Aside from making arrangements to welcome an employee back from maternity leave and settling her into work, there are other issues that employers must consider. We discuss five key actions that employers should take before a new mother returns from maternity leave.
Maternity leave return
1. Carry out a risk assessments
Employers should conduct a risk assessment for a new mother if she has given birth in the last six months or is breastfeeding, as there could be a risk to her or her baby.
Employers may choose in any case to undertake an assessment to decide what actions are needed to avoid risks.
- Is an employer obliged to carry out an individual risk assessment for all new mothers returning to work from maternity leave?
- Risk assessment form for new and expectant mothers
- How to deal with the health and safety rights of new and expectant mothers
- Letter inviting a new or expectant mother to a meeting to discuss removing or reducing health and safety risks
- Liveflo: Assess the risks to an employee who is a new mother or breastfeeding
2. Consider changes to working conditions
If any risks are identified to the health and safety of a new mother, or her baby if she is breastfeeding, employers must deal with those risks.
If that is not possible, employers must alter the employee’s working conditions or hours of work, or offer her suitable alternative work.
Otherwise, the employer must suspend the employee with pay.
- What adjustments to a new mother’s working conditions or hours of work might an employer make?
- Where an employer reduces a new mother’s working hours to avoid a risk to her health and safety, can it reduce her pay accordingly?
- Where it is not reasonable for an employer to alter a new mother’s working conditions or hours of work, or doing so would not avoid the risk to her health, what should it do?
- Are there special rules for new or expectant mothers employed on night work?
- Letter setting out temporary adjustments to working conditions or hours of work for a new or expectant mother
- Letter suspending an employee who is pregnant or a new mother on health and safety grounds
3. Deal with requests for flexible or part-time working
New mothers may want a more flexible working pattern to manage their work and family responsibilities.
All requests for reduced working hours, flexitime, annualised hours, job sharing, part-time work, self-rostering or permission to work from home fall within the flexible working rules.
Employers must consider requests in a “reasonable manner” and can only reject requests on certain grounds.
Flexible working policies help employers treat all employees consistently and fairly, particularly requests from male and female employees where sex discrimination claims could arise.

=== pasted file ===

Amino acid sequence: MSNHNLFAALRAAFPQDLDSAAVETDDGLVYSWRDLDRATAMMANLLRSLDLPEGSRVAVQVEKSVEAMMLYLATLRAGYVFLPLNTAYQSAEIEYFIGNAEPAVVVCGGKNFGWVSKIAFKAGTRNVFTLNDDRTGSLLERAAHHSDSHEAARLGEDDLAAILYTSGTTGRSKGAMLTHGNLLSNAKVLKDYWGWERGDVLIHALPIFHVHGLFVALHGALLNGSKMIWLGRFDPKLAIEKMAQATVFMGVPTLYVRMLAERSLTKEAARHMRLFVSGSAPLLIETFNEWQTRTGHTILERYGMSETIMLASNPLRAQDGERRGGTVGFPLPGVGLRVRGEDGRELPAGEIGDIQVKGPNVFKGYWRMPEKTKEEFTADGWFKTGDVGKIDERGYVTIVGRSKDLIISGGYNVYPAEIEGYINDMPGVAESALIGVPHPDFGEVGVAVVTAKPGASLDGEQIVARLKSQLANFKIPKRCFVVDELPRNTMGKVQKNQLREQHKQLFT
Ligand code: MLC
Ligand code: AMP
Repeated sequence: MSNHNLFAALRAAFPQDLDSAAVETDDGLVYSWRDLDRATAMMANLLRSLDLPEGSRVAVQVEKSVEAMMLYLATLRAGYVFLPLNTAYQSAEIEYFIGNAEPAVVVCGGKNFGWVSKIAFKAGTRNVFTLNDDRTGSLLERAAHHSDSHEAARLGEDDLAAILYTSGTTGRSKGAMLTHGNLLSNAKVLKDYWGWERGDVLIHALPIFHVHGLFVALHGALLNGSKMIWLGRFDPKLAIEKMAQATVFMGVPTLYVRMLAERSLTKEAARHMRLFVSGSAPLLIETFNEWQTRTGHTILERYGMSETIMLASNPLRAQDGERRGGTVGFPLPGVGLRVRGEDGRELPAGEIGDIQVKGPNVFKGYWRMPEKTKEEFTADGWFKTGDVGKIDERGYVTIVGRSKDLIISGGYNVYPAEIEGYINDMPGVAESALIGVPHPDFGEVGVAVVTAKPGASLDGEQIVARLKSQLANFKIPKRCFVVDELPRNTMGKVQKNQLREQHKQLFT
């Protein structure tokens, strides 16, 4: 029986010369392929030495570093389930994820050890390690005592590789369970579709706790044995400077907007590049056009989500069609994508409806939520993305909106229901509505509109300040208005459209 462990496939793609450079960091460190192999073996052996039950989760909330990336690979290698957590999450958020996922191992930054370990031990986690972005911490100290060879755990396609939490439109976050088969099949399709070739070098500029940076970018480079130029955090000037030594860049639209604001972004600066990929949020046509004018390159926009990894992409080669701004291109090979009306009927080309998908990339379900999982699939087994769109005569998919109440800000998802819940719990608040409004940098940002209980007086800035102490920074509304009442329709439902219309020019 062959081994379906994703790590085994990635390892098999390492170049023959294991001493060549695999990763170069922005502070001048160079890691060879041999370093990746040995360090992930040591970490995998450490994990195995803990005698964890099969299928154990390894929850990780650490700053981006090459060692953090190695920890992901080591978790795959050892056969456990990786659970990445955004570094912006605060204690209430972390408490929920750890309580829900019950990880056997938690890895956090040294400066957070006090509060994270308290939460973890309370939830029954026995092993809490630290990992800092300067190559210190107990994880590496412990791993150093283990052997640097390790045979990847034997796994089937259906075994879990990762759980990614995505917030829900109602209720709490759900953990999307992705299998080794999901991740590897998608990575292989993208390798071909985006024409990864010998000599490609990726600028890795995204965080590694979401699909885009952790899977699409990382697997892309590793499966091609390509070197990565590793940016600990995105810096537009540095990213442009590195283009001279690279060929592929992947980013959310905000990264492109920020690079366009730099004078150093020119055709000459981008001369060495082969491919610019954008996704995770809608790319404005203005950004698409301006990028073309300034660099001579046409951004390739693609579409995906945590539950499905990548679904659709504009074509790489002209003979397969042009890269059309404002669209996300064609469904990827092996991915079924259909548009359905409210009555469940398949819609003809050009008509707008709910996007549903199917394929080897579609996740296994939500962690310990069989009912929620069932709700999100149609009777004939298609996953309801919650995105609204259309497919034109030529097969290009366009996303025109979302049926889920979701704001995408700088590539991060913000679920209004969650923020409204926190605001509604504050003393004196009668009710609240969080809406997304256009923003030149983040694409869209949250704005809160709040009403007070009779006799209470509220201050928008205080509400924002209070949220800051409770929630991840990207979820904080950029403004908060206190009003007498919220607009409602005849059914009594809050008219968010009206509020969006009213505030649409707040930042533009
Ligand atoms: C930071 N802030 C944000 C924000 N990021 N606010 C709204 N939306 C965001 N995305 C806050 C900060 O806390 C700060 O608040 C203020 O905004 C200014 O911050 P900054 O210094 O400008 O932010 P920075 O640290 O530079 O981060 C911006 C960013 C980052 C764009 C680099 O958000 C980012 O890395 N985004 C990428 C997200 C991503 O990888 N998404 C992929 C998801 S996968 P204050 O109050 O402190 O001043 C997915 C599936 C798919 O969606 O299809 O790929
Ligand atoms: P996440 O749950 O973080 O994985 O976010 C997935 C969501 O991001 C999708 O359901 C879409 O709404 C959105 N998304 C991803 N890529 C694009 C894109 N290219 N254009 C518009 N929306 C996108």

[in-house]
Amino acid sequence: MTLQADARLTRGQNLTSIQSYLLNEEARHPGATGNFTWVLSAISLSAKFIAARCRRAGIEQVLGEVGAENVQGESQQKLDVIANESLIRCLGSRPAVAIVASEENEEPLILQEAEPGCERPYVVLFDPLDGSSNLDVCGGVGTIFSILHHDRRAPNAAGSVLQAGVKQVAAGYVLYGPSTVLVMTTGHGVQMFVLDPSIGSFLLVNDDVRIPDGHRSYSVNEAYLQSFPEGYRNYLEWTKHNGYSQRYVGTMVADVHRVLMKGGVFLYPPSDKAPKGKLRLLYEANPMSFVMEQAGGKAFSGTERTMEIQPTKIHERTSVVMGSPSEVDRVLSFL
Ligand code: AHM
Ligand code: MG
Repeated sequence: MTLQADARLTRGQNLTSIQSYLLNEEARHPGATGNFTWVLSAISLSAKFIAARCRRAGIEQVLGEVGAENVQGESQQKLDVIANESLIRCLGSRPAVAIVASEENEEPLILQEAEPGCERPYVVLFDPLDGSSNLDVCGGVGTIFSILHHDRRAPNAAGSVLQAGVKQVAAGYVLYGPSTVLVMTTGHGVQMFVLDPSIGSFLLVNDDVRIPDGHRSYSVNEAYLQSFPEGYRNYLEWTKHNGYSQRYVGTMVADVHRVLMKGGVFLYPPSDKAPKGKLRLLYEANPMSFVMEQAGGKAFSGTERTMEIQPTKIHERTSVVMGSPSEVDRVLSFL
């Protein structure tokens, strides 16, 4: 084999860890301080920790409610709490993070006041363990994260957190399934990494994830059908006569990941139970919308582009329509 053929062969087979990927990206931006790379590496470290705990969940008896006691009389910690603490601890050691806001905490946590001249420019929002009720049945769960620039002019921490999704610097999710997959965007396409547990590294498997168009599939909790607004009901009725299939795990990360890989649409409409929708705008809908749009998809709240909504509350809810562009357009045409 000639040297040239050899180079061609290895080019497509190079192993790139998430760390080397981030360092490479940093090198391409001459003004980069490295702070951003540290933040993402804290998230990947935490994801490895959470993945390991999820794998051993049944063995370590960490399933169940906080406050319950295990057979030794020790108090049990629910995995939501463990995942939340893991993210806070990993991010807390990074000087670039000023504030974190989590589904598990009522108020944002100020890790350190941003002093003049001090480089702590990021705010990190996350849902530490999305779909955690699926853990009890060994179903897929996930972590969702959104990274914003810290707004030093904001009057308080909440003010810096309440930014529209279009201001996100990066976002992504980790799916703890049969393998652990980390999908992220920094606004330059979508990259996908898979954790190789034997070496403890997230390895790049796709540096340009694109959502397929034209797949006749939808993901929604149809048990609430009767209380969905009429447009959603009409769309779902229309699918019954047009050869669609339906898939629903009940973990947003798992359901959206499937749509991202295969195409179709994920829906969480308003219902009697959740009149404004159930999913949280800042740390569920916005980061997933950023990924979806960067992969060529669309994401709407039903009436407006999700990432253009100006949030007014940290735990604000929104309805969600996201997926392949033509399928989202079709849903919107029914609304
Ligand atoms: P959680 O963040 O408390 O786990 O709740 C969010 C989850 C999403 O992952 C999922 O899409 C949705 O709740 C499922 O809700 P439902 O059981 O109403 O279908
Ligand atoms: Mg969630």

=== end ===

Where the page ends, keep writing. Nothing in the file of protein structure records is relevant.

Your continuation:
- Do employees have the automatic right to change to a more flexible working pattern?
- How to deal with a request to return from maternity leave on a part-time basis
- Policy on varying employees’ hours on return from maternity leave
- Letter responding to an employee’s request to return from maternity leave on a part-time basis
- Podcast: Pregnancy and maternity discrimination
- Liveflo: Respond to a statutory request to work flexibly
4. Reallocate work and restore employee’s old job
Employers must arrange for a new mother to return to the same job she held before her maternity leave began.
The right to return is subject to the requirement for the employer, if there are risks to her as a new mother or her baby while she is breastfeeding, to alter her working conditions or hours, or provide her with suitable alternative work.
If that is not feasible, she should be suspended with pay.
- Employment law manual: Right to return to work after maternity leave
- Does an employee have the right to return to the same job after maternity leave?
- Does an employee have the right to return to the same job after taking a period of shared parental leave?
- If a pregnant employee is employed to do suitable alternative work throughout her pregnancy, is her right to return to work after maternity leave the right to return to this job or to her normal position?
5. Provide breastfeeding facilities for new mothers
Employers must provide suitable facilities for a breastfeeding mother to rest, but are not required to make any other special arrangements.
Breastfeeding mothers are not entitled to additional time off beyond agreed lunch breaks and a 20-minute rest period when working six hours or more.
However, an employer’s unreasonable refusal to provide facilities for a mother to breastfeed her baby or to express milk may be sex discrimination.
Employers may also want to follow best practice and support new mothers and their babies. Having a breastfeeding policy acknowledges the needs of new mothers and creates a framework for line managers to discuss the issue.
- Are employers obliged to accommodate requests for lengthy breaks several times a day for the purpose of expressing milk?
- Are employers under an obligation to provide breastfeeding facilities for nursing mothers?
- Is there a cut-off point at which an employer’s specific responsibility for the protection of a breastfeeding employee ends?
- Can an employer prevent an employee returning to work early from maternity leave because she is still breastfeeding?
- Can an employee postpone her return to work after maternity leave because she is breastfeeding?
- Are there any risks specific to breastfeeding mothers that employers must consider?
- Policy on employees breastfeeding/expressing milk